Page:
Senior Night began as a celebration of Jameel Warney, Carson Puriefoy III and Rayshaun McGrew as the greatest class in Stony Brook history, and even though Vermont’s 76-62 upset victory put a damper on the party for a sellout crowd of 4,109 Saturday night at Island FCU Arena, nothing can tarnish that legacy.
Nor did the loss affect the Seawolves’ as the top seed with homecourt advantage throughout the America East Tournament. But Stony Brook (23-6, 14-2 AE) can’t help but treat its first home loss of the season as a wake-up call before facing UMBC on Wednesday night in a quarterfinal game to open its bid for a first-ever NCAA berth.
“We’ve got to play our best basketball at tournament time,” Warney said. “We can’t have one slip-up. It’s sort of a wake-up call. It shows we’re not invincible at home. Teams are not going to back down because we’re at home.”
Vermont (19-12, 11-5) earned the third seed over New Hampshire in the conference tournament. The Catamounts were led by Ernie Duncan with 23 points, including 4-for-4 shooting from three-point range, and got 16 from Trae Bell-Haynes and 10 from Ethan O’Day. UVM shot 52.6 percent from three-point range (10-for-19) and outrebounded SBU 37-31.
The three seniors topped the Seawolves as McGrew had 17 points and nine rebounds, Puriefoy scored 16, and Warney totaled 13 points and eight rebounds. They got only 16 points from the rest of a team that recently lost sixth man Bryan Sekunda with a season-ending knee injury and made only 7 of 19 foul shots.
“The loss of Bryan is tough, but we have other guys who can step up,” said Puriefoy, who hit 4 of 9 three-pointers on a night when Stony Brook was 5-for-15 beyond the arc. “We’ve been through battles, and we know what it takes.”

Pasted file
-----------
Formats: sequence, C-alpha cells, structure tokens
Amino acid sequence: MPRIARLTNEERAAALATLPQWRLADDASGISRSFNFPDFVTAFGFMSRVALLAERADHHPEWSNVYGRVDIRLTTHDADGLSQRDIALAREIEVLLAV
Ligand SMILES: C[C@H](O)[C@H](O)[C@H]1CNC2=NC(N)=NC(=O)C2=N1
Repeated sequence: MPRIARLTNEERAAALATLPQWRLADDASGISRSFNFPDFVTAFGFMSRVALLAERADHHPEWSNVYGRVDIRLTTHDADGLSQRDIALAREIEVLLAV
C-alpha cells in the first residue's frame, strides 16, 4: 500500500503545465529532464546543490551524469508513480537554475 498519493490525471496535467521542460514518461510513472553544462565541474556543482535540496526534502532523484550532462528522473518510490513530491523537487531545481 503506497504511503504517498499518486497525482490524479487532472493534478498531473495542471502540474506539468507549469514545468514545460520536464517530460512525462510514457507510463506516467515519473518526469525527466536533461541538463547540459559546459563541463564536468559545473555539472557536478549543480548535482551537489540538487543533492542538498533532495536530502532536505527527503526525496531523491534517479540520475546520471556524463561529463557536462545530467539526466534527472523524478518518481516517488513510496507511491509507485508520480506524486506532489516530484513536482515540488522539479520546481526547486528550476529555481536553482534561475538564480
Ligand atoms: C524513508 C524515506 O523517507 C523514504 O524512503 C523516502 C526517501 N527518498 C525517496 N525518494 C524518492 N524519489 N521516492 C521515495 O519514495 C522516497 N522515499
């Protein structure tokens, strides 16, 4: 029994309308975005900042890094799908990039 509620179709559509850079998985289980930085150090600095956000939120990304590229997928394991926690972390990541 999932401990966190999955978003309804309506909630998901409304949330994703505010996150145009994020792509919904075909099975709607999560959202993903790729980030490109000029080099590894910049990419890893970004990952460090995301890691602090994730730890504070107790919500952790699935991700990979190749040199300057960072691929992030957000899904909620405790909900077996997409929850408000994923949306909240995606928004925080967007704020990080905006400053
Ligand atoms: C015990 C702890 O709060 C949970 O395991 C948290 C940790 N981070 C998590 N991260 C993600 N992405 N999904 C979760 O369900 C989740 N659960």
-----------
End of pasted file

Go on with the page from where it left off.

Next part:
It was clear when Vermont made seven of its first 10 shots to take a quick 20-9 lead that it might be a long night for Stony Brook. After trailing by 17 in the first half, the Seawolves cut the deficit to 58-52 when Puriefoy converted a four-point play with 5:30 left. But that was as close as they got, and Vermont’s 18-point lead near the end was the largest by a visitor in Island FCU Arena’s two seasons.
Still, Warney, Puriefoy and McGrew own a 94-37 record that is the best of any class in Stony Brook history, and their 14-2 conference record ties the best and marked their second regular-season title. The night truly was special for McGrew, whose mother died earlier this season, because his family visited from his Chicago home.
“It means a lot for me to be so far away and have my family come to their first home game,” McGrew said. Summing up this season, he added, “Sacrifice. A lot of guys sacrificed to win.”
Pointing to an 18-game winning streak that was the nation’s longest, Puriefoy called it a “special” season, and Warney praised the Seawolves’ consistency. “It didn’t pan out,” he said of the Senior Night disappointment, “but it was great to reflect on our four years here.”
“It’s not over yet,” Puriefoy said of the biggest goal that lies ahead. “We still have more home games to play.”
Coach Steve Pikiell focused on the big picture, saying, “We set out to win the league and get home court, and we got that . . . Now the next season starts.”